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We scavenge and curate homegrown works from aspiring artists and dreamers alike.

Against Necessary Identity


We get a glimpse into Jennifer Anne Champion's mind as she shares her experiences with literature, how she fell in love with writing and spoken word. 

Against Necessary Identity

Julian Wong


IT'S TEMPTING TO IMAGINE that should one decide to be a writer, he simply steps forward and declares himself a poet or a novelist. While identities exist as solid, tangible constructs, the journeys of their becoming are ones that tend to go unnoticed. We look at our heroes and through the distortion of distance, we enjoy the idea that there was neither pursuit nor struggle towards that elevated status of “artist” or “celebrity”. They simply decided to be, and so they were. Yet true progress is such that today’s painter may decide tomorrow that form, colour and perspective no longer articulate adequately the nuances of the human condition. And should this happen, it then becomes a story as important as that of the artists who are drawn to singular pursuits from which they are fortunate enough to be never distracted from. 


When Desiree gave her first poetry reading a few years ago at the Substation, she did so to the verdict (declared by one of our own established homegrown poets) that her work was “predictable”. A harmless word, no doubt, yet positively crippling for many a growing artist who lives in the shadow of his or her personal inspirations. Even though closure and resolution were not possibilities until she was invited by that very same poet to be featured on Softblow, it is an episode that has faded into having little or no bearing on her present reality. It was along with the erosion of this particular event’s significance that the charisma and exhilaration that poetry once possessed eventually followed.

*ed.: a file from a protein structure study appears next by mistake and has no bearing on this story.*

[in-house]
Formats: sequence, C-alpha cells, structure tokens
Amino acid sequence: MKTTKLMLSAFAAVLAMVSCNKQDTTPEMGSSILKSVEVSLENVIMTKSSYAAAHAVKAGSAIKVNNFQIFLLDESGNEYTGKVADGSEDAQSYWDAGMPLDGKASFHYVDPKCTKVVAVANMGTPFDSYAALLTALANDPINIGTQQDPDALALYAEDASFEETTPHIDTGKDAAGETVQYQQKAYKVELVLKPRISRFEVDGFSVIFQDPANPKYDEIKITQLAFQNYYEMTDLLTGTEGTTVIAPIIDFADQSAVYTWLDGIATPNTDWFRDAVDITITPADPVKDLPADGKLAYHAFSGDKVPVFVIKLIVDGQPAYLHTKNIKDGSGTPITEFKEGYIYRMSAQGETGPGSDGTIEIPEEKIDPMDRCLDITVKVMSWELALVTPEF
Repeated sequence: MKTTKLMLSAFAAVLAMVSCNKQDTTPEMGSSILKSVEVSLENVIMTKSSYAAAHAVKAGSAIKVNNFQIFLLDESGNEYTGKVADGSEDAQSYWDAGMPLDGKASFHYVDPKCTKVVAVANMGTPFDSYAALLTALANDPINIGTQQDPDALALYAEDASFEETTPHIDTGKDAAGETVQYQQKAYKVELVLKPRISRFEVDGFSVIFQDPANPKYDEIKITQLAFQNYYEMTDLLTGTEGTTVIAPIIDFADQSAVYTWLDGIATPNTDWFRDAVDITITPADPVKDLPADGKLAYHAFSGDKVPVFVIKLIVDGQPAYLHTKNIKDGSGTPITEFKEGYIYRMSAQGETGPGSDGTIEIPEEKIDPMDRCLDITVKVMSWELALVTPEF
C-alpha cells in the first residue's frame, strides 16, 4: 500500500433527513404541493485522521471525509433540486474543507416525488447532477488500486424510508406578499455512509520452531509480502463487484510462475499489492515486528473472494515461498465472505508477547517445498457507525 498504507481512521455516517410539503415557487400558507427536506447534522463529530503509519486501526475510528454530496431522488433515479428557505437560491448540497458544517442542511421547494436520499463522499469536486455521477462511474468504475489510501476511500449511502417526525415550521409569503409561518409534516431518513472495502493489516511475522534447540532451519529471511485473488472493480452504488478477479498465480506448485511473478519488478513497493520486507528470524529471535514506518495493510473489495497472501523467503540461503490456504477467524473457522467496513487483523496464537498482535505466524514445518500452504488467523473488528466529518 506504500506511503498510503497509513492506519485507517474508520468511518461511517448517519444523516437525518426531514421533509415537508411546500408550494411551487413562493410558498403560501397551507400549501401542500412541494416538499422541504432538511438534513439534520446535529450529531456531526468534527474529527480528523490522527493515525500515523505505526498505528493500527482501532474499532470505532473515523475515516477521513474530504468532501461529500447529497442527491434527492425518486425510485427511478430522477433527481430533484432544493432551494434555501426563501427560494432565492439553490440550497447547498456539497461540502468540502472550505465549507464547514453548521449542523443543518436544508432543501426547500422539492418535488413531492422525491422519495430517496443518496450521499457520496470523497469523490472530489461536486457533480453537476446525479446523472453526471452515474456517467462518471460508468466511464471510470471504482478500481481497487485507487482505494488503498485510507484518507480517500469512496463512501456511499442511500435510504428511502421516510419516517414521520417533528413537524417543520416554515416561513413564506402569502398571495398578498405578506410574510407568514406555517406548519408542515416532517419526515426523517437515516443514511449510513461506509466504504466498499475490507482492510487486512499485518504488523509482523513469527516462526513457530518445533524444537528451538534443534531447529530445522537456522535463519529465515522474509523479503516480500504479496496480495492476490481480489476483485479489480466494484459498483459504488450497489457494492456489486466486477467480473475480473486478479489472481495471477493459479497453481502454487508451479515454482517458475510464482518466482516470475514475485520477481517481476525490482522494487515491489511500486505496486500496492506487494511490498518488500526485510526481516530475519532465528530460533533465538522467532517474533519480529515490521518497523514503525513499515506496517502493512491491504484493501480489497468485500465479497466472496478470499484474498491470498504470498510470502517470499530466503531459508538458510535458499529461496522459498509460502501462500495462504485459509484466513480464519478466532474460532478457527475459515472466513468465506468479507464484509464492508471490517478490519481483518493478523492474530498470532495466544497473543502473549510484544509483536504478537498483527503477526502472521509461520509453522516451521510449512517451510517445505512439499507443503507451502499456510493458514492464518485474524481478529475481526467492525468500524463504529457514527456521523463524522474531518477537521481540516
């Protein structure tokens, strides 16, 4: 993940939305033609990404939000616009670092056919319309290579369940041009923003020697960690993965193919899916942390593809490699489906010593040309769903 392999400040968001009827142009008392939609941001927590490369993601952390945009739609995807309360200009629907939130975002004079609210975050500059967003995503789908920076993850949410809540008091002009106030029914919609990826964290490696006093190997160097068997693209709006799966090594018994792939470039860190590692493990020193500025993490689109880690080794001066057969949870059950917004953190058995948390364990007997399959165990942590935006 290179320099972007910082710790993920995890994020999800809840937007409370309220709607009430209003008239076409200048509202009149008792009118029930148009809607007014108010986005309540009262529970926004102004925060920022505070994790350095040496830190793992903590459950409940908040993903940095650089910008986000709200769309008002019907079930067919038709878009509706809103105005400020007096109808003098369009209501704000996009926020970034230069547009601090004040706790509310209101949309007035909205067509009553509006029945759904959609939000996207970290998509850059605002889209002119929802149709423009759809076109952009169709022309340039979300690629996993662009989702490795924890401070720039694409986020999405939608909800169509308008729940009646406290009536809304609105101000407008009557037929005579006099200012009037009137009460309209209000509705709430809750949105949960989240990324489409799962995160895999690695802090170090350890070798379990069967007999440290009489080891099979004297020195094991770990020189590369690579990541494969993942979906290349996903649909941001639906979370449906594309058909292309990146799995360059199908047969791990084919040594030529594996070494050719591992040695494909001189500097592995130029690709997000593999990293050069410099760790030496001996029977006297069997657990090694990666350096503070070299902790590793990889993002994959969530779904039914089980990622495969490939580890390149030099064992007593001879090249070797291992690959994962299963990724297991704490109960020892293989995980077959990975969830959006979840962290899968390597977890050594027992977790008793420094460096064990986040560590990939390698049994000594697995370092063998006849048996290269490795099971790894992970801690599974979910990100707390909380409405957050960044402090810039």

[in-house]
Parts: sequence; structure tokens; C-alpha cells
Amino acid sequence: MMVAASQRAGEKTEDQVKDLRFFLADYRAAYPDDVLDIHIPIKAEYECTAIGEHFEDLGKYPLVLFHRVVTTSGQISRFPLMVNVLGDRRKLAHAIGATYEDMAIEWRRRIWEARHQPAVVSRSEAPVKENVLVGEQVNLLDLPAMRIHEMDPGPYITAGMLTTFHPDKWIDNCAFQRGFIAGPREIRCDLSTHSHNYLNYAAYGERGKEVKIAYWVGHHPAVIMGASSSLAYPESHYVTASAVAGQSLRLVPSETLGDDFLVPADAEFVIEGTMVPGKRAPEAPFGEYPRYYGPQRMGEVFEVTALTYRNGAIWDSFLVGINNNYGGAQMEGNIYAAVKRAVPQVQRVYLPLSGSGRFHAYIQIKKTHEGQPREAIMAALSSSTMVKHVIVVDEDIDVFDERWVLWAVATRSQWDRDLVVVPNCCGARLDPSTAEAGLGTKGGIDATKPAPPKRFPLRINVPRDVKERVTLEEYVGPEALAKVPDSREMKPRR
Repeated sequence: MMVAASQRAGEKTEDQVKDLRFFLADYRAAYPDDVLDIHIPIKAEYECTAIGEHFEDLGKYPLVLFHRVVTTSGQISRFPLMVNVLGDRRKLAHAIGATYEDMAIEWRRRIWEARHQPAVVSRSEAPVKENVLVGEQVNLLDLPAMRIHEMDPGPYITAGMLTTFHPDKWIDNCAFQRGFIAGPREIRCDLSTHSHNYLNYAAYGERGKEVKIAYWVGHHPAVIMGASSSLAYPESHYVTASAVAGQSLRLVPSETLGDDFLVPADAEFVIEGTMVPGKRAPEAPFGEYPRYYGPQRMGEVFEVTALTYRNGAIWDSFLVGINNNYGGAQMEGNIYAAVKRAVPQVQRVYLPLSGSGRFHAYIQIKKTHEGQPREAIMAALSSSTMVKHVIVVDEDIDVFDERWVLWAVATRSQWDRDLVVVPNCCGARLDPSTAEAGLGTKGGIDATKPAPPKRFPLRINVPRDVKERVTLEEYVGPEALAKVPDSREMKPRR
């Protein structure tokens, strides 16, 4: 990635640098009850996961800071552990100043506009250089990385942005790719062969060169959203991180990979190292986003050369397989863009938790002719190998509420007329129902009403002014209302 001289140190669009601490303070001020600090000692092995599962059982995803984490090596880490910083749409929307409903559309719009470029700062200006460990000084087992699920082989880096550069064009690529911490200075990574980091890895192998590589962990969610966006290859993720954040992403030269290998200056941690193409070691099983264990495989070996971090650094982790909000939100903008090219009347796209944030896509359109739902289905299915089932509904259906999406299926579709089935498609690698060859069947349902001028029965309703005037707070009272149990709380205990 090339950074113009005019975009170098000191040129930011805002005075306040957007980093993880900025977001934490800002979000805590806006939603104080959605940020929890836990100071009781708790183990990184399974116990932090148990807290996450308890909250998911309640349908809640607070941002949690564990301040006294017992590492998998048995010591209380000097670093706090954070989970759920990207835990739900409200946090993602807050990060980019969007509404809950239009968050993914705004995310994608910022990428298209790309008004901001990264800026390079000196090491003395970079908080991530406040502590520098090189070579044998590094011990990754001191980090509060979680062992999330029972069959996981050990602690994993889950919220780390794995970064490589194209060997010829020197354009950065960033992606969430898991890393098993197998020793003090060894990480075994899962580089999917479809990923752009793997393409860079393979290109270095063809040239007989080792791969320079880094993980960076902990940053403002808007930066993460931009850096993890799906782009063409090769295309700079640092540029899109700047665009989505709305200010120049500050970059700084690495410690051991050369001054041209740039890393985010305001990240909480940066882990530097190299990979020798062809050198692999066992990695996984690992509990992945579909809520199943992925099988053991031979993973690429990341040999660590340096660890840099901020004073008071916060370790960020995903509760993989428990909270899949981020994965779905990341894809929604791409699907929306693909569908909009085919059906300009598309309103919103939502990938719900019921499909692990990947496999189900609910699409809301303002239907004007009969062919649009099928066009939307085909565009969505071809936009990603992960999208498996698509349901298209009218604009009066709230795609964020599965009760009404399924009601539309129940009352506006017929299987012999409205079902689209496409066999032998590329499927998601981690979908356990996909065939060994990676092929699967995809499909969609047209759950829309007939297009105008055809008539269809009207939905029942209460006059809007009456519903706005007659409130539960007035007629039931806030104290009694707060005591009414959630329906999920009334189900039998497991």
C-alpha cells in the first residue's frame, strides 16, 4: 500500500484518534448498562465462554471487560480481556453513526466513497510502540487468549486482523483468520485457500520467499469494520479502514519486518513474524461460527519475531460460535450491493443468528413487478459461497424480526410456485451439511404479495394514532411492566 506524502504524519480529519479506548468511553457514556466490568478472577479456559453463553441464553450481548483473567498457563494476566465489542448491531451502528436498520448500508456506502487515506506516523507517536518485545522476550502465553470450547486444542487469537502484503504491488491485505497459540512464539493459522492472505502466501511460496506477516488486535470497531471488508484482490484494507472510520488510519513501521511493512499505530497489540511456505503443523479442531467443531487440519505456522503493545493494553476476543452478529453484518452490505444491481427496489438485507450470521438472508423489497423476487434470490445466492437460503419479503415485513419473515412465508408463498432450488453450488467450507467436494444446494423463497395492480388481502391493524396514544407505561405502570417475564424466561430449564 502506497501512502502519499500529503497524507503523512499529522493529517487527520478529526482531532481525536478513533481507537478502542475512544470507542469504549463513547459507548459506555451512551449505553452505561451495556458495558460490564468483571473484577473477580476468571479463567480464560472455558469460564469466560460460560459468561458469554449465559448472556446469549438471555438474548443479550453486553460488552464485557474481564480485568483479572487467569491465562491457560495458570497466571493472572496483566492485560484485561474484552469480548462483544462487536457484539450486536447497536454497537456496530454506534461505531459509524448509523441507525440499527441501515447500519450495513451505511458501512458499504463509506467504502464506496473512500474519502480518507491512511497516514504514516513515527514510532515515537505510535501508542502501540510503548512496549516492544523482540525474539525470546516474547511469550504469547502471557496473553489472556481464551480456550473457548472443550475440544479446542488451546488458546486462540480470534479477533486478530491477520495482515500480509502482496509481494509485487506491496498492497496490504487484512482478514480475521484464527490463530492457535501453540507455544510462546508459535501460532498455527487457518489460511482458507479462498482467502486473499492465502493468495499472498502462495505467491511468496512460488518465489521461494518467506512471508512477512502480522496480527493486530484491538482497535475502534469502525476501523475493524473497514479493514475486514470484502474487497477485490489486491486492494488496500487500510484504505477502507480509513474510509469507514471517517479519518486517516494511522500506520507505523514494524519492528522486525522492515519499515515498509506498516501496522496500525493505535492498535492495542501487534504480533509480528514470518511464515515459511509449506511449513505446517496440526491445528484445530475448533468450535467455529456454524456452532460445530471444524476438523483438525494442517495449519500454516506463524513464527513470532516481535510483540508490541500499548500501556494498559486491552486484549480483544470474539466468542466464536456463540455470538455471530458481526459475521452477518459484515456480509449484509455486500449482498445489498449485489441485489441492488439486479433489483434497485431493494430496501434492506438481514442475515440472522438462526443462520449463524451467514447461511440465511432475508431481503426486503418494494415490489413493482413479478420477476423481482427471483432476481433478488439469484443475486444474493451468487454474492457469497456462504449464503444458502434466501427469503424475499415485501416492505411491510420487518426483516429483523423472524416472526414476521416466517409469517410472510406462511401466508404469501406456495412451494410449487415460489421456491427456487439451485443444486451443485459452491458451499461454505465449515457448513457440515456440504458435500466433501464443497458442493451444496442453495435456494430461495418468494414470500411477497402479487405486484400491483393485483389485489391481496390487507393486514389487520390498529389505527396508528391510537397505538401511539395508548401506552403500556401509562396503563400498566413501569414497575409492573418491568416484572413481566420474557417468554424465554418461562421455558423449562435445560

I’m not completely unattractive; I have a set of perfect teeth. Though I’ve never had braces, at least five women have commented on how straight they are. I feel powerful when I’m biting into a tough steak or a particularly robust baguette, like I’m finally realising my potential.


But she was wrong, because I was never alone, and if I never left the country, it wasn’t the work of a dreadful, inexorable force that crashed taxis and crumpled up plane tickets, tossing them into the bin, but because Stephanie and I were glued to the television, each other, or both. I lost faith in the system and wondered if I should revisit astrology, Chinese astrology, or palmistry. Stephanie offered to read my face because “you can do that”. You can read anything, but we collapsed into laughter as she stared searchingly into my eyes. 


The confessional nature that Desiree associates with poetry is something she has deliberately distanced herself from. While conceding that all writing is to some extent autobiographical, she also points out that for her, the stanza form is simply a medium that exists for more personal material. And she simply isn’t interested in that. She speaks of the tension that most writers experience, that of separating words from real life. It becomes a problem when for instance, something catastrophic happens and instead of asking ourselves, “How do I fix this?” we ask instead, “How do I turn this into a good story?”